C: Yeah, and you're looking at the data from real lives and people,
C: and reporting on it.
S: Exactly, exactly.
“Hope you can live with your conscience, and you are the only one who will have to answer for that in years to come.”
J: You're gonna answer for that, Steve.
E: Yeah, Steve.
S: Yeah, I have no problem. Me and my conscience are just fine, thank you. The thing is, people will so casually assume that other people are evil. It's like, no, people are people. Most people think they're the good guys. And we often have to remind ourselves – I mean, there are psychopathic con artists out there, yes, absolutely. But I think they're the exception rather than the rule. Most people – DD thinks that she's right. She thinks that she's a good person, even though she's completely misguided here. She's just regurgitating this, vomiting forth this propaganda
B: It's pathological thinking.
S: as if it's wisdom; and it's kind of sad, actually. But she's a victim.
C: What's the website?
S: Systematically misinformed.
J: Yeah, without a doubt, Steve.
C: Is it Truth About Cancer or something like ...
S: Yeah, it's just all cancer, alternative medicine quackery.
J: Yeah, and the sad thing is that she got caught up in somebody else's BS,
J: and there are so few ways for people like that to actually find their way out. I mean, think about it. The real perspective here is, she's talking to a professional skeptic, a neurologist, someone that really has their – in my opinion – has their thumb on the best reality that humans can determine, or one of the best versions of reality. And she's just dismissing everything that Steve thinks and says is complete BS. It's really sad. She's not ...
S: No, it's sad, yeah. She's not engaging.
J: Yeah, that was my next
S: She's not engaging at all.
J: point. She's just accusing.
S: She's just ...
S: it's us versus them. She's dismissing, rather than trying to find out why I think what I do. She knows, right? She thinks that she already knows, and she's just pontificating, you know.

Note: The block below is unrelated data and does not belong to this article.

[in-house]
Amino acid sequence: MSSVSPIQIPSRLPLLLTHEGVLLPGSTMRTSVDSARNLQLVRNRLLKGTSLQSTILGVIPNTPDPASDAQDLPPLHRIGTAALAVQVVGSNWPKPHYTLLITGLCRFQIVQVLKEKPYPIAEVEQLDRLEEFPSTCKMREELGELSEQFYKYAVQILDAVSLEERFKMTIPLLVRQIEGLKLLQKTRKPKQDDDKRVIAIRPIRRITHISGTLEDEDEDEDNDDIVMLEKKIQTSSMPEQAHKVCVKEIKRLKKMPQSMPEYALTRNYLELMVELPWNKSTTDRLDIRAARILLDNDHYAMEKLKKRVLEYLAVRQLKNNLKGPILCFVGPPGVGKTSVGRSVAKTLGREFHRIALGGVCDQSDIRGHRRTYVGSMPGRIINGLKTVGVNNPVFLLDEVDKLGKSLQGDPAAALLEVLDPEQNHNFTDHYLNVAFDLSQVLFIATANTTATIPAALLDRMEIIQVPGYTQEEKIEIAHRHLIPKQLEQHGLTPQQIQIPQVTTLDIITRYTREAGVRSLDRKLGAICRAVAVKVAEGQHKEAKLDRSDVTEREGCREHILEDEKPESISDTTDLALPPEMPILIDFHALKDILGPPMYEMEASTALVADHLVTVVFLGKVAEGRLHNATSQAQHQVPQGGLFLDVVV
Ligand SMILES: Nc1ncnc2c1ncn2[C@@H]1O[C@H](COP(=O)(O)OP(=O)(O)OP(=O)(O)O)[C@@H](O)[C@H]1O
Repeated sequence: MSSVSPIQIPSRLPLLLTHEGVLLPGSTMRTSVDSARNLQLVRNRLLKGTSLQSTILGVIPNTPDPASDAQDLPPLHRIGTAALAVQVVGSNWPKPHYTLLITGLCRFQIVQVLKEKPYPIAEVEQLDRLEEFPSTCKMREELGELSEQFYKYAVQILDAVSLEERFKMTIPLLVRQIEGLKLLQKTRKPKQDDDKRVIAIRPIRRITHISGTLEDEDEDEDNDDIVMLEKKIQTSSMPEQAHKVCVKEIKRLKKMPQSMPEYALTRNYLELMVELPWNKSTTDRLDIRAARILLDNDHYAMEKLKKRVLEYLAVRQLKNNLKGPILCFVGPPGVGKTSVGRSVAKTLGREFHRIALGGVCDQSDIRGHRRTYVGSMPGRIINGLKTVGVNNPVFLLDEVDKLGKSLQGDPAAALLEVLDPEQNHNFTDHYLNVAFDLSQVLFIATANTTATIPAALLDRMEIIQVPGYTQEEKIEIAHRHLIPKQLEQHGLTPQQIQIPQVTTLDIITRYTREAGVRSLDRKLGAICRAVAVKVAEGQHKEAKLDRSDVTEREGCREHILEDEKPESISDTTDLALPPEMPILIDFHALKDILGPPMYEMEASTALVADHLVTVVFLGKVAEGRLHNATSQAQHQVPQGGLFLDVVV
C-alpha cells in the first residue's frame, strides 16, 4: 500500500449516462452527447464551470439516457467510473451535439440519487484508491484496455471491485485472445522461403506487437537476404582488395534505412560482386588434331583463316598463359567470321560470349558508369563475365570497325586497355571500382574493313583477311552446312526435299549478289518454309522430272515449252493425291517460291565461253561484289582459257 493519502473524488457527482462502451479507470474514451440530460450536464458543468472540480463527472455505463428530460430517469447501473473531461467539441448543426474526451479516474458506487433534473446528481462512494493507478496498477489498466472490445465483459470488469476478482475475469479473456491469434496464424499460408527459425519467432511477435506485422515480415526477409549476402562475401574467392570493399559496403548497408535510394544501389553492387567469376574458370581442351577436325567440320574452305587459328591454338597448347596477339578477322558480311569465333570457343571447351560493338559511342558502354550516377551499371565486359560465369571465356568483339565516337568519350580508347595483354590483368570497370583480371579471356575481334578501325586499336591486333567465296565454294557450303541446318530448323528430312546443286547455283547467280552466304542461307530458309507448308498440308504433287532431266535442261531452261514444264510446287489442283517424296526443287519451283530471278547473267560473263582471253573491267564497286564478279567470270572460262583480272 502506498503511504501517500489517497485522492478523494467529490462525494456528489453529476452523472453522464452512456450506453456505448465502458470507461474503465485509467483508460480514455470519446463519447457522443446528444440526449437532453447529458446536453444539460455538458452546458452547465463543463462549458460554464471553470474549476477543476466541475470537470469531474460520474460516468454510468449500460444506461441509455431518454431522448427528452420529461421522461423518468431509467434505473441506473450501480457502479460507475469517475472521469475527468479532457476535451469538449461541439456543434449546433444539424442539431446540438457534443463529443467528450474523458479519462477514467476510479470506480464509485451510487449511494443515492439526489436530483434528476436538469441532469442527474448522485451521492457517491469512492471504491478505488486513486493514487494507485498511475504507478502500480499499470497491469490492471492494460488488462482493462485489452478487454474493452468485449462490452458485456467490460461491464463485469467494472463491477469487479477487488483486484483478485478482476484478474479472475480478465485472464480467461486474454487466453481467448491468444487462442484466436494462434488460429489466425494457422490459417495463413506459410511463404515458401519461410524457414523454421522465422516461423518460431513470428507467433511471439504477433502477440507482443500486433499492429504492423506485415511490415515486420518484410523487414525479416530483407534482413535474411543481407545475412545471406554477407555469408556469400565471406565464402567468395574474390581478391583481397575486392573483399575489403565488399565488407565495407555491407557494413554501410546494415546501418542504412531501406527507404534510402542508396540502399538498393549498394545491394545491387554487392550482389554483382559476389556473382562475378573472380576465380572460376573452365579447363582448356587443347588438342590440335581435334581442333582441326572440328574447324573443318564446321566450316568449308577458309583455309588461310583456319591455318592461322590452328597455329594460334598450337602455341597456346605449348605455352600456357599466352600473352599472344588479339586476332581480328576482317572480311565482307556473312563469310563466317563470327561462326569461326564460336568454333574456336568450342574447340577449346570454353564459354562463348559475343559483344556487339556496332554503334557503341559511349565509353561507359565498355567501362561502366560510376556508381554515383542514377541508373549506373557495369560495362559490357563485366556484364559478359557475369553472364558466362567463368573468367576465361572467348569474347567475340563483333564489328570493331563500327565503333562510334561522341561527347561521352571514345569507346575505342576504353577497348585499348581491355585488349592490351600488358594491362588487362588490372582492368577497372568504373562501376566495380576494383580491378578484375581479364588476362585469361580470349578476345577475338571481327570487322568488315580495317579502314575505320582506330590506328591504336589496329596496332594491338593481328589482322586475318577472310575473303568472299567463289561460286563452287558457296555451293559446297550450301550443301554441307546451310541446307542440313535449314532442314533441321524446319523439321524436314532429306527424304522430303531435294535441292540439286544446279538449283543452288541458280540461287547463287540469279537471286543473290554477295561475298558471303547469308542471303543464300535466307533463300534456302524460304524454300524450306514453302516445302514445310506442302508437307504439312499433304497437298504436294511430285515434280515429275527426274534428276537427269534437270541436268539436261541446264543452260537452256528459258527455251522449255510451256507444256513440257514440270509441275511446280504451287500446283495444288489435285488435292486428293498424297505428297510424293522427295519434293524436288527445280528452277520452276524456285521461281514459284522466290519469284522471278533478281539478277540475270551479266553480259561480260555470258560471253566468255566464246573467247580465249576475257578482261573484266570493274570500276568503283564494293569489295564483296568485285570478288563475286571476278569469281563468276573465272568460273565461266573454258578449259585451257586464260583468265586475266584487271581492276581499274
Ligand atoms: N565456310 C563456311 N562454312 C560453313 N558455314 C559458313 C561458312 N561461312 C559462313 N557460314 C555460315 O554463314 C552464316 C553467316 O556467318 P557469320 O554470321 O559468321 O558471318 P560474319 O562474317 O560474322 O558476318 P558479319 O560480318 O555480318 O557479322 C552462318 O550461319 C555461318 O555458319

S: That's all this is.
B: And ...
C: And the sad thing is, this is perpetuating a lie that is actually a dangerous one. You know, I think
C: there is a sliding scale, we talk a lot about pseudoscience and quackery And it's all harmful, but some are much more harmful than others. And I mean, I'm looking at this Truth About Cancer website right now, and there is some, it looks like they talk about, “Hey, do your chemotherapy,” and stuff. But like, there's so much bullshit on this website that could really damage peoples' lives!
C: People – we've seen it all the time – they choose to take supplements instead of getting chemo. They opt for a treatment that doesn't have any proof, instead of trying the things that could potentially help you.
S: No, it's very, very dangerous. It's very dangerous.
(Commercial at 1:07:15)
Science or Fiction (1:08:32)
- Item #1: Hurricanes, typhoons, and cyclones all refer to the same weather phenomenon, differing only by their location in the world. http://www.siue.edu/MLTE/Thematic%20Units/The%20Weather%20Around%20Us/hurricane_facts.htm
- Item #2: The deadliest hurricane in the US was the 1900 Galviston hurricane which killed 8-12,000 people, while the deadliest hurricane in the world was in 1970 in Bangladesh which killed an estimated 500,000 people. https://weather.com/tv/shows/hurricane-week/news/most-devastating-hurricanes-20130713#/1 https://www.wunderground.com/hurricane/deadlyworld.asp
- Item #3: Most deaths due to hurricanes are caused by flying debris or collapsed structures.
- Item #4: In 2015 Hurricane Patricia became the strongest hurricane on record, with maximum sustained winds of 215 mph (345 km/h), although it caused almost no deaths. https://en.wikipedia.org/wiki/Hurricane_Patricia
Skeptical Quote of the Week (1:25:55)
An expert is someone who knows some of the worst mistakes that can be made in his subject, and how to avoid them.
- NECSS 2016 is coming